COLUMNS

SHUT UP-AND RAISE TAXES

If the provinces want more money, they should just get it themselves

PAUL WELLS June 6 2005
COLUMNS

SHUT UP-AND RAISE TAXES

If the provinces want more money, they should just get it themselves

PAUL WELLS June 6 2005

SHUT UP-AND RAISE TAXES

The Back Page

PAUL WELLS

If the provinces want more money, they should just get it themselves

ON JUNE 2, a special subcommittee of the Commons finance committee is releasing its report into the “vertical fiscal imbalance”—the notion that Ottawa has more money than it needs and the provinces don’t have enough. There’s a very broad constituency in the country for the idea that the refusal to “fix” the fiscal imbalance is proof of a wicked federal Liberal plot to hoard taxpayer cash. Almost everyone in Quebec seems to believe this, as do most provincial governments and all the federal opposition leaders.

This corner hasn’t seen the subcommittee report. But I’m guessing the subcommittee’s

chairman, Bloc Québécois finance critic Yvan Loubier, hasn’t changed his mind since he spoke at the group’s final public meeting in Ottawa. Loubier called the fiscal imbalance “an old problem.” Federal resources are “disproportionately high,” those of the provinces are disproportionately low. And the feds aren’t sharing. Just ask the Conference Board of Canada,

Loubier said: “Over the next 10 years, surpluses of several tens of billions of dollars will gather in federal government coffers while the provinces face increasing deficits.”

It must have been hard for Loubier to say that with a straight face, given the testimony he’s been hearing.

I’ve read what Loubier’s committee heard between February and early May. Most witnesses did agree there’s an imbalance, that it’s tilted in Ottawa’s favour, and that the feds should tilt it back by sending billions more to the provinces.

That’s because most witnesses were elected provincial politicians. It turns out that when you ask a provincial politician whether he’d like another government to tax the citizenry and quietly hand him the money, he says yes.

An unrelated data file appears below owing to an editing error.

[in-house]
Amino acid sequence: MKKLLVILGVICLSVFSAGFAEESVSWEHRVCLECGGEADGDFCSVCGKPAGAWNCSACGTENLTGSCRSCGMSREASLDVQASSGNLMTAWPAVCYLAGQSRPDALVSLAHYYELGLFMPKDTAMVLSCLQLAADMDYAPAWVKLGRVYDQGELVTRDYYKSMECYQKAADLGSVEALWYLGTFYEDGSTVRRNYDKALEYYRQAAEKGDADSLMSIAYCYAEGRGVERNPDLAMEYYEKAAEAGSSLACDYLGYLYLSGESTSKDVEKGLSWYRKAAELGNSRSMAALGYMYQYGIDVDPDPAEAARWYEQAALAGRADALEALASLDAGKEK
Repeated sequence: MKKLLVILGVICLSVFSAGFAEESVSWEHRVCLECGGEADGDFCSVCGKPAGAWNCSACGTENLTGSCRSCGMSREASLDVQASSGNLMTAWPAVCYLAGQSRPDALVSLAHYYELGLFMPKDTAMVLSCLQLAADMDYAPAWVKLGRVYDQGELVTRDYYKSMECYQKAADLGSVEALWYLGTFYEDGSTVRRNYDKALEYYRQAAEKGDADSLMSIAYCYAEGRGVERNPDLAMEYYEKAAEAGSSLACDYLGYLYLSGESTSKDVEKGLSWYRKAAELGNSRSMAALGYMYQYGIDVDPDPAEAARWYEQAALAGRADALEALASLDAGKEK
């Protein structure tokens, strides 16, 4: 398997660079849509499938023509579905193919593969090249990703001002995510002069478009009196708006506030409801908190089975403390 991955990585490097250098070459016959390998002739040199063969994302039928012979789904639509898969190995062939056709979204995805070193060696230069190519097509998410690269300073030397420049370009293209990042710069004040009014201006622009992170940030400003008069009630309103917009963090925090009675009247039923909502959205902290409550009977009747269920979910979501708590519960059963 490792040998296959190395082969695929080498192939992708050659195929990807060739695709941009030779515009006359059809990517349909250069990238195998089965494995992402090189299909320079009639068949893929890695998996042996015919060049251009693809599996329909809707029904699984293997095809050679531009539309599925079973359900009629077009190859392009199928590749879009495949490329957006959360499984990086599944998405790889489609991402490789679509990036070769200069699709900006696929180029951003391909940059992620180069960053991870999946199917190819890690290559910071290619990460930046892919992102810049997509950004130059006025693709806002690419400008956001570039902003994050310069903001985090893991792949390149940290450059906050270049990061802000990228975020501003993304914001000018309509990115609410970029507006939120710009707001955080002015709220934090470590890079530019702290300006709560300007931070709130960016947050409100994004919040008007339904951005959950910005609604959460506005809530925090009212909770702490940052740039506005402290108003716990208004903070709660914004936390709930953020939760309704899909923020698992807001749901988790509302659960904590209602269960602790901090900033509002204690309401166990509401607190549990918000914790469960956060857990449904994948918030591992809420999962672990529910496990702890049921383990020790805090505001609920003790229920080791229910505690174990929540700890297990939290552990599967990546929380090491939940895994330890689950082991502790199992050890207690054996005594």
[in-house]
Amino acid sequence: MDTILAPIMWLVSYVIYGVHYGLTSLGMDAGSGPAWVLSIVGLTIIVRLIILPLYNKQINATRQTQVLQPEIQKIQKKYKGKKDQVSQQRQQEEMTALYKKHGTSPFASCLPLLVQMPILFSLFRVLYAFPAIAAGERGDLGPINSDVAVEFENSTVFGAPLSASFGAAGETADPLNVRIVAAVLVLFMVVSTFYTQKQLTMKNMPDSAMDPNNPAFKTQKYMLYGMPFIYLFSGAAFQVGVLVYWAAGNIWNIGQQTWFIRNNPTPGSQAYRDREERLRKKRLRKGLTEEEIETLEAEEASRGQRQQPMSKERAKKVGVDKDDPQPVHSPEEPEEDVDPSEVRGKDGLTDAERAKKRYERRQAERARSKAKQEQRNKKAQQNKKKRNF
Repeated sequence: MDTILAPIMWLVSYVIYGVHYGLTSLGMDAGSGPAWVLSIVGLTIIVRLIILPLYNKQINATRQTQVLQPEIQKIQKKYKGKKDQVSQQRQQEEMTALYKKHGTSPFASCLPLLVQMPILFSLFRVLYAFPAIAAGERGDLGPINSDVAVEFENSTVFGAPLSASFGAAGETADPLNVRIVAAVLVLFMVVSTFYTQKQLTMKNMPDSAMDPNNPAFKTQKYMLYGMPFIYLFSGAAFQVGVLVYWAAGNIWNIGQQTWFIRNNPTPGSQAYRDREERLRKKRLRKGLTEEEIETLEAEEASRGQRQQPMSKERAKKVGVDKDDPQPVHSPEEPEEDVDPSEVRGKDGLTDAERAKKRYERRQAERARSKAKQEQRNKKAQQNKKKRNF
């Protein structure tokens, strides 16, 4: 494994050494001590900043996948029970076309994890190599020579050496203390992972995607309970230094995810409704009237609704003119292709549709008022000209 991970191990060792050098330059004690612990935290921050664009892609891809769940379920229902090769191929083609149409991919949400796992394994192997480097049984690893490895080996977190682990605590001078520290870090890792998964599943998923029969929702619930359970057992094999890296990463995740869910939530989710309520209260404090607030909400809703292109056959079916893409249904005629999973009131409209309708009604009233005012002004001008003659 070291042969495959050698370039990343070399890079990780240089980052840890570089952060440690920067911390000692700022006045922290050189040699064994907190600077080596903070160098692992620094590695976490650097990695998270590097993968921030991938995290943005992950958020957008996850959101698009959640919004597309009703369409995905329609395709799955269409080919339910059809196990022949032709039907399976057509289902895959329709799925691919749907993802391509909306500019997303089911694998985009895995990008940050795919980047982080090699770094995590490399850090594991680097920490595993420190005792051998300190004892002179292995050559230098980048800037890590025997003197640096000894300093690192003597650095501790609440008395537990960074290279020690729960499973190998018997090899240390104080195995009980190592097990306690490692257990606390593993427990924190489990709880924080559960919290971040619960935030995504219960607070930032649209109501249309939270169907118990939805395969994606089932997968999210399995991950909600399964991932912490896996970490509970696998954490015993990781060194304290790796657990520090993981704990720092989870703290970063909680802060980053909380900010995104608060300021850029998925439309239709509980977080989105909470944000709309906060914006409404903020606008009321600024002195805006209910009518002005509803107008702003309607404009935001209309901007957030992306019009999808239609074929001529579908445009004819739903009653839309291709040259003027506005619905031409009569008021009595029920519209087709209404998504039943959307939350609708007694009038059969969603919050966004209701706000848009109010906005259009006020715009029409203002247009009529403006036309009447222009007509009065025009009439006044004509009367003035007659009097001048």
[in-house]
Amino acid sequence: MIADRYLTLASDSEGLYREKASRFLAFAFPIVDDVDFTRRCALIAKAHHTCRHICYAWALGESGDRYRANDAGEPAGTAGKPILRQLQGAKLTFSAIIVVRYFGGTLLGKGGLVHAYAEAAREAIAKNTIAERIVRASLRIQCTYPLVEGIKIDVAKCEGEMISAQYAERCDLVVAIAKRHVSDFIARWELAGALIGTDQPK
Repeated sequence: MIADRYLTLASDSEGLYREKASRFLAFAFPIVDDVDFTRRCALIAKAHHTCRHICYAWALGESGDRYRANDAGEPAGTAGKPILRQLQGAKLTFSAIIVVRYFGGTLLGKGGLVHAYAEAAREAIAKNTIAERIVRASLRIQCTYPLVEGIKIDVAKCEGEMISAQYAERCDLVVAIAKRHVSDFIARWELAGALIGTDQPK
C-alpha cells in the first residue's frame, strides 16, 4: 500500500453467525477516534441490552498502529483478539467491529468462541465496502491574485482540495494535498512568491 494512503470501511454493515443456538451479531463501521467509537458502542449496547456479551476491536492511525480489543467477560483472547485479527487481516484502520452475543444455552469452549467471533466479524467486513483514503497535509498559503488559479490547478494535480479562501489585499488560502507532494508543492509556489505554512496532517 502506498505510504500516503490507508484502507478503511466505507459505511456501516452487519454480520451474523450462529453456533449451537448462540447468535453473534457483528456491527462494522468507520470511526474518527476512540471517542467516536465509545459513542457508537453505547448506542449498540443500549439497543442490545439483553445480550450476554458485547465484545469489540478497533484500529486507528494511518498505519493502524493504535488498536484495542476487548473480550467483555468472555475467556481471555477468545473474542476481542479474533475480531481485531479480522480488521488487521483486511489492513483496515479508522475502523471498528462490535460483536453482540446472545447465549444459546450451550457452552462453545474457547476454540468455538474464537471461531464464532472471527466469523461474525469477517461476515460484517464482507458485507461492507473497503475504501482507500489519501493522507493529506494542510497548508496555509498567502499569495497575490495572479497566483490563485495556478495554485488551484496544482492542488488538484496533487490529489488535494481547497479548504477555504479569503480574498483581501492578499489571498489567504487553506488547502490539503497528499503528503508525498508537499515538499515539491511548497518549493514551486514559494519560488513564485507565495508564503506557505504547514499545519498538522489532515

But the subcommittee also heard from non-partisan technical experts. And most said either that there is no fiscal imbalance; or that it’s smaller than in other federations and shrinking; or that if the provinces need more revenue they should just raise taxes instead of tugging at Ottawa’s sleeve. “It

may be useful for governments to blame others for their ills,” Richard Bird of the University of Toronto’s Rotman School of Management said. “But generally you shouldn’t believe them when they do so.” The very premise of the committee’s work is “faulty,” Brian Lee Crowley of the conservative Atlantic Institute for Market Studies testified. Rod Dobell of the University of Victoria called the Loubier committee’s mandate “badly skewed.” Its assumption that there’s an imbalance that needs fixing “violates the first rule of policy analysis,” he said, “which is to get the question right.” Since the feds and provinces have access to the same tax sources, either can raise its own revenues to match its spending. As Dobell and Harvey Lazar from Queen’s University pointed out, the last time “fiscal imbalance” was a hot topic was in the 1980s, when the feds were drowning in deficits and claimed they couldn’t raise enough

revenue to keep up with the provinces.

If “balance” means each level of government raises just as much tax revenue as it spends on its own responsibilities, that’s “both conceptually wrong and practically impossible,” Bird said. “It’s not a worthwhile goal to think about.” Why? Because it makes perfect sense for the national government to do a lot of the tax collecting in a federation, while states or provinces do much of the local spending, Ron Watts of Queen’s University said.

Watts said there’s a “virtually universal” mismatch in federations between each level of government’s revenues and spending. So federations transfer money from centre to regions. But Canadian provinces depend less on these transfers than do provinces or states in almost any other federation.

Why are the provinces short of cash? Actually, some aren’t: look at Alberta. Or British Columbia, where, Dobell reminded the MPs, transfers from Ottawa have already made the provincial government’s books far healthier. Other provinces, Lazar noted, cut taxes even while they complained about a revenue crunch from the feds. Both Michael Mendelson of the centre-left Caledon Institute of Social Policy and Richard Bird from the blue-chip Rotman School said the provinces should just raise their taxes if they want money.

It’s a classic tactic that when you can’t demonstrate catastrophe in the past, you predict it for the future. Loubier cited the Conference Board. But every time that organization tries to predict federal surpluses several years out, its prediction shrinks because every time the feds increase spending, cut taxes or give money to the provinces, the “imbalance” shrinks. The Conference Board’s Paul Darby actually testified before the subcommittee. He said the provincial situation has improved yet again in the past year. We’ll see whether Loubier heard him. (71

To comment: backpage@macleans.ca Read Paul Wells’s weblog, “Inkless Wells,” at www.macleans.ca/paulwells